On November 17, 2018, at 7.30 a.m., near the Paris métro station of Porte Maillot, several hundred people – all wearing the motorcyclists’ yellow reflective vests and waistcoats – started a protest demonstration against President Macron’s government. The protest then spread to the entire French metropolitan territory and lasted almost a year with a toll of 15 deaths and several hundred injuries.
It was the protest of the so called ‘gilet jaunes’, employees and workers of all levels who took to the streets, after a mobilisation via Facebook, to protest – at least initially – against the increase in fuel prices decided by the French President to curb carbon dioxide emissions into the atmosphere and hence try to reach the threshold of CO2 emission containment provided for by the 2012 Paris Agreements aimed at combating global warming and the climate emergency.
The decision taken by President Macron and his Ministers to protect the environment by increasing taxes, thus triggering the violent demonstrations of the “gilet jaunes“, is a classic example of what we could define as “defensive environmentalism”. It is the kind of approach – unfortunately very much linked to an outdated environmental ideology, which, faced with the actual or potential damage caused by man to nature with the tools essential to the development of the economies in the third millennium, attempts to curb the negative impact with bans, controls, barriers, taxes and excise duties.
It is a type of environmental ‘protection’ which, far from leading to the ‘happy degrowth’ so dear to Rousseau and his modern followers, is inevitably bound to lead to ‘unhappy degrowth’ and the inevitable collapse of highly industrialised economies, without which it would be impossible to ensure the survival of the seven billion inhabitants of this planet.
This is not to argue that economic progress should proceed regardless of the environmental damage that its pursuit causes.
Quite the reverse.
There are currently the conditions and instruments to reconcile the needs of progress and growth with the sacrosanct need to improve the protection of the ecosystem in which we live.
For centuries man has fed and heated himself using the first available energy sources, namely wood and coal.
Coal was the protagonist of the first industrial revolution, when it was used not only to heat homes, but above all to power the steam turbines that drove textile machines, ships and trains.
Coal as a source of energy also played a leading role in the second industrial revolution, mainly with oil and its gaseous derivatives and, lastly, (dangerous) nuclear energy, thus contributing to lay the foundations of the world in which we currently live – a world in which population growth and the impressive rise in population’s average life expectancy bear witness to the undeniable success of science and human enterprise.
All this has had a cost: in view of growing and getting better, we have progressively impoverished and damaged the environment in which we live. This has increased the drive to protect the environment with the approach described above.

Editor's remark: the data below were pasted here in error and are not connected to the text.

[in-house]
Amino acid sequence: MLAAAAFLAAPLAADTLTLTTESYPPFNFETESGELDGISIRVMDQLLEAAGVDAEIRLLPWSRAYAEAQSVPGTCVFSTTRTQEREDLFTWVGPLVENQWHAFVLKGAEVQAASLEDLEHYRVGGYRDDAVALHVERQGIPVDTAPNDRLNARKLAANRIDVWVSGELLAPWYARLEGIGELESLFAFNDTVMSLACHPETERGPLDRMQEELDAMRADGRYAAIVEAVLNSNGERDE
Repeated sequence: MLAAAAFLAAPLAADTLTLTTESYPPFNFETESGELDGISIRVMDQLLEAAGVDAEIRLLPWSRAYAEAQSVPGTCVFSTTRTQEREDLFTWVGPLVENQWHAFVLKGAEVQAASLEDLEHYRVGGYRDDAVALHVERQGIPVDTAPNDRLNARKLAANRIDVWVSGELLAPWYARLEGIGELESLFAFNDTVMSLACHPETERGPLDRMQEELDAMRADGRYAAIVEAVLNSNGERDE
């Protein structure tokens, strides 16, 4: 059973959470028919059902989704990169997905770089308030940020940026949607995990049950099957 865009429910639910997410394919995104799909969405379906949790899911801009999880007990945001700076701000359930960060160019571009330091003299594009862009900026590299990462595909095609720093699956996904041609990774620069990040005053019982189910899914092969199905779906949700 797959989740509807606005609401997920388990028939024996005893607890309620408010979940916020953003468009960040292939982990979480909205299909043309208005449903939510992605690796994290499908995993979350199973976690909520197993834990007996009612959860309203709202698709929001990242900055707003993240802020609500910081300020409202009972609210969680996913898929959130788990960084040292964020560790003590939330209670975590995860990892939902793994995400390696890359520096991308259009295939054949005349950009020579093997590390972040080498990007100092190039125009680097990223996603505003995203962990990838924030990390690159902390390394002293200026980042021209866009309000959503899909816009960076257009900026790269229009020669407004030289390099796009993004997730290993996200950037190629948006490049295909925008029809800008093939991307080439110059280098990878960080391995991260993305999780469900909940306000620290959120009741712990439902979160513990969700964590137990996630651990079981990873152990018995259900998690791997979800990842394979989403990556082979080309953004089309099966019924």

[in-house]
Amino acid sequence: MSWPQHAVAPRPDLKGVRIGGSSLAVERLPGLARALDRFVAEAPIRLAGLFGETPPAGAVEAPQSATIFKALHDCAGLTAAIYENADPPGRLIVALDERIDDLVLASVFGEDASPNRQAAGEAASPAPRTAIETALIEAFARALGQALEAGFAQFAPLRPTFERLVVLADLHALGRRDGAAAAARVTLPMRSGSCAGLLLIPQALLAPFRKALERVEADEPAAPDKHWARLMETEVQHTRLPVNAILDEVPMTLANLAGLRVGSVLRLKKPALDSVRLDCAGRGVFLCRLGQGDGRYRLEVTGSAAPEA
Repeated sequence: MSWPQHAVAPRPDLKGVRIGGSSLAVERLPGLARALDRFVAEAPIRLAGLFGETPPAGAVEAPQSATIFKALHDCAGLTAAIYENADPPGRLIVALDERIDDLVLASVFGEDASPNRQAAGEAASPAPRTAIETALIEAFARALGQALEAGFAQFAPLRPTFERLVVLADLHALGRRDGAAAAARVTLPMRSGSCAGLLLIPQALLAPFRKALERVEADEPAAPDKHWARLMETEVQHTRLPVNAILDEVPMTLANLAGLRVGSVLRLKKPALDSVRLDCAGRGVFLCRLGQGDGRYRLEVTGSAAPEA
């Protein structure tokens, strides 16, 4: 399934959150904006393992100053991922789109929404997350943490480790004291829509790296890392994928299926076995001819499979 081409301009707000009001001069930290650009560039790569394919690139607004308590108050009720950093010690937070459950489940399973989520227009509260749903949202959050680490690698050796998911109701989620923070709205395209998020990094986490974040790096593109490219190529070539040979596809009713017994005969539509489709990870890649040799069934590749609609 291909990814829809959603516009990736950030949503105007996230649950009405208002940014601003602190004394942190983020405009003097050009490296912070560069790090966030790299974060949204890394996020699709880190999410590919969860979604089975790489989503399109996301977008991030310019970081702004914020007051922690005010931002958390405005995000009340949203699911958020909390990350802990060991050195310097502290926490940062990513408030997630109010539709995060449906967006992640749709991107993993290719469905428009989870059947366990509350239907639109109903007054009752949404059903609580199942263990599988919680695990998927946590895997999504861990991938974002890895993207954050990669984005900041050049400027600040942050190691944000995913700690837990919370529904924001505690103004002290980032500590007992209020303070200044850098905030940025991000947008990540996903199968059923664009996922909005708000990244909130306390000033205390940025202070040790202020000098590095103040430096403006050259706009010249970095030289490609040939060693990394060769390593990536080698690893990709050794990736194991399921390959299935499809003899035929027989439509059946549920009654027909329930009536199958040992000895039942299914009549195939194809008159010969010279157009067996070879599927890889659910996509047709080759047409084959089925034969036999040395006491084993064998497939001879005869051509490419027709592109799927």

Protection through bans and prohibitions.
Cutting down on the use of polluting energy sources by increasing taxes on their production, without taking into account the related negative economic and social effects which then lead to political and subversive consequences such as the ‘Gilet Jaunes’ protest.
In recent years, however, thanks to the commitment of good researchers and ‘brave captains’ from small, medium and large enterprises, the idea that the environment can be protected without bridling and holding back progress with costs and bans imposed authoritatively, often on the wave of anti-scientific ideological pressures, has gained ground at global level.
This major paradigm shift is based on the discovery that natural renewable energy sources such as sun, wind and sea waves can not only reduce world pollution levels, but also contribute to healthy and ‘clean’ growth for all mankind.
It is no coincidence that, at the end of last year – after three decades of whirlwind growth which, while significantly improving population’s living conditions, have nevertheless led to environmental and atmospheric pollution rates that are sometimes incompatible with human life, and in any case deadly for flora and fauna – China decided to launch its 14thfive-year plan that envisages cutting CO2 emissions by 65% within 2030 compared to 2005.
With a view to reaching these results, the Chinese government has promoted cooperation agreements with Europe. Furthermore, thanks to the commitment of the young Minister of Natural Resources, Lu Hao, it has boosted research and development in the field of renewables for the production of electricity from water and hydrogen.
Hydrogen can become the link between progress, development and protection of the ecosystem, as well as the driving force behind the ‘ecological transition’ that many governments, including Italy’s, now consider a fundamental factor of economic growth based on ‘propulsive environmentalism’, i.e. environmentalism that is no longer paralysing and anti-scientific, but is the source of an industrial reconversion aimed at ‘clean’ growth and global development.
Hydrogen is not only the first element in Mendeleev’s Periodic Table, but also the most abundant one on the planet and in the entire universe.